With midterms on the go and finals around the corner, it may be time to plan your mental health strategy
October is a time of transitions. The carefree attitude of summer is fading, along with the tan you worked so hard to get. While this time of year conjures happy images of leaves falling and pumpkin spice lattes for some, October is when school gets serious for students. The constant barrage of deadlines, group meetings, and projects can take its toll on even ace students.
This month also marks the start of holiday season where family and social commitments are plentiful. Between the workload and extracurricular obligations that many of us have, it’s a constant juggling act that can leave you feeling exhausted and burned out.
Learning to manage stress is a vital tool that will help during your time as a student and throughout your life. The BCIT’s Counseling has some great tips on how to stay cooler than the changing weather during times of stress.
Remember the necessities
Although this seems like a no-brainer, food and sleep are often the first things neglected during times of stress. Without sleep or nutrition, your brain will not be able to process information proficiently.
Proper nutrition includes a whole foods based diet, with lots of fresh veggies and fruit (sorry, Triple O burgers won’t do!), and eating every few hours to keep blood sugar stable. Although eight hours of sleep is ideal, it can be a challenge. Aim for no less than six hours of sleep, and if you nap during the day, keep your naps to twenty minutes to stay refreshed.
Sweat it out
Exercise is one of the best things you can do to naturally relieve stress. It can be done anywhere at any time, and is a lot cheaper than alcohol. We tend to stop exercising when we get busy, but this is one of the worst things we can do. Exercise helps our immune system stay strong and has been shown to improve memory.
The endorphins released from exercise alleviate anxiety and stress, and keep you feeling calm. It is especially important to exercise during fall, as this is the time of year we tend to pack on the pounds. If you maintain your weight during the colder months you won’t be in for a rude awakening when it comes time for swimsuit season.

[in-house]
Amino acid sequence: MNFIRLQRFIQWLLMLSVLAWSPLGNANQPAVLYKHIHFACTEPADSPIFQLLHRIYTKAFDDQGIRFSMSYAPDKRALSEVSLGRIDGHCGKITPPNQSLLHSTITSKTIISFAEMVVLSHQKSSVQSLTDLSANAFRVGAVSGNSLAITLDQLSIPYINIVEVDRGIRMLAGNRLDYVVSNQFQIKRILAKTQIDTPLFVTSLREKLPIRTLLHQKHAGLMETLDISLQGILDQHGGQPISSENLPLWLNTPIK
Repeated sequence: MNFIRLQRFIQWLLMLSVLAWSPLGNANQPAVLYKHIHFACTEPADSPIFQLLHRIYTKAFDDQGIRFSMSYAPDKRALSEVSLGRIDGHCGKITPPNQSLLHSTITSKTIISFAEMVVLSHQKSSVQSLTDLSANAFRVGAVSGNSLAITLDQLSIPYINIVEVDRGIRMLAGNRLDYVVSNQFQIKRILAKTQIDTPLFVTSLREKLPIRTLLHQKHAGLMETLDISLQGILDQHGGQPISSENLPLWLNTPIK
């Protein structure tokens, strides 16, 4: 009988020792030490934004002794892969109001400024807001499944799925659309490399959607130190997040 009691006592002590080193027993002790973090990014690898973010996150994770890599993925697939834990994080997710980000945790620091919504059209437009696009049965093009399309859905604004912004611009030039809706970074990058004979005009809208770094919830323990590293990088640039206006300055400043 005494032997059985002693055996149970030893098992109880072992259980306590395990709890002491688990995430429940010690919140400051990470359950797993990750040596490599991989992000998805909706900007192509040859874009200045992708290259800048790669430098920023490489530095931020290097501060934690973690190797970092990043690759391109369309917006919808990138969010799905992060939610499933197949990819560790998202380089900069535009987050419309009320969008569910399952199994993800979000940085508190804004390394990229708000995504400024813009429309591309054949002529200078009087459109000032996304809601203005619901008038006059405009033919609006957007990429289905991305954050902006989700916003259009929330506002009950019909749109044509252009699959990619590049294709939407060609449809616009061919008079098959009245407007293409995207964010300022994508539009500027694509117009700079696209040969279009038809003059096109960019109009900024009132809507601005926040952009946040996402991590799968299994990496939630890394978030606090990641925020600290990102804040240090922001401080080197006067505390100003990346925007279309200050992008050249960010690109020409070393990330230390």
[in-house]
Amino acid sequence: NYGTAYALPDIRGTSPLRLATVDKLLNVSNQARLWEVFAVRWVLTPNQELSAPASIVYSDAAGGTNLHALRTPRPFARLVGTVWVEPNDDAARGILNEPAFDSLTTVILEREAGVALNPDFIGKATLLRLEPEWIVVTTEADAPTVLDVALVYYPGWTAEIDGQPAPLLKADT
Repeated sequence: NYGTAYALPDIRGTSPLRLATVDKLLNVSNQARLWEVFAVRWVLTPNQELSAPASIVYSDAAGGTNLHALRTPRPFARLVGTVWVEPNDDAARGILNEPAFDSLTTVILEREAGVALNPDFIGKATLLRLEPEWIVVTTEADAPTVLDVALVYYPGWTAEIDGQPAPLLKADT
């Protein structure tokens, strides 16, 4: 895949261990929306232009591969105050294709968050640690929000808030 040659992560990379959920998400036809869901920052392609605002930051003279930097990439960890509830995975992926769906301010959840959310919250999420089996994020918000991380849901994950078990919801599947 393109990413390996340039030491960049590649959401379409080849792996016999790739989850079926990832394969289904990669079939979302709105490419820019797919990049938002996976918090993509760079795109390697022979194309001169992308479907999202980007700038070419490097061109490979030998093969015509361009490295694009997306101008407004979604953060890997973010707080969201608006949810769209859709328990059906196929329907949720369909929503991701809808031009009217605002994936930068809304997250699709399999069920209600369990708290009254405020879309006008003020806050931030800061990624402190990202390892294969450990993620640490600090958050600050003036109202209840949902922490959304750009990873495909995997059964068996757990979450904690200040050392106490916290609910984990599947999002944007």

Just say no
Plan your schedule every month and think about what you can afford to commit to. Don’t be afraid to say no to things you don’t have time for. Set boundaries and ensure that you don’t overload yourself just because you felt pressured by others.
Although it’s good to stay open to opportunities, you won’t enjoy them if you feel as though you’re on the verge of a nervous breakdown. Remember, your health is your top priority, and if that means missing out on your friend’s dog’s bar mitzvah, then so be it.
But say yes
Recognize how diligently you have been working and treat yourself. Identify when you need a break and take one. As a student, it seems like spare moments are non-existent, and there’s always something you could work on. It is important to be aware of how hard you’re working and reward yourself by doing something pleasurable. It doesn’t have to be extravagant, maybe a pumpkin spice latte or catching up on the latest episode of Dexter. Whatever you choose, ensure that you turn off student mode for a few moments.
If you feel like you’re getting buried under the stress, don’t try to carry your burdens alone. Often, complicated situations become less so when you discuss them with someone. Try another student in your set — they are dealing with the same workload and may be able to share some tips on how they’re managing.
Another great option would be a family member or a friend. If you’re not comfortable discussing these issues with any of the aforementioned, try the counseling department at BCIT. It’s a safe place where you can confide your problems and get support.[hr]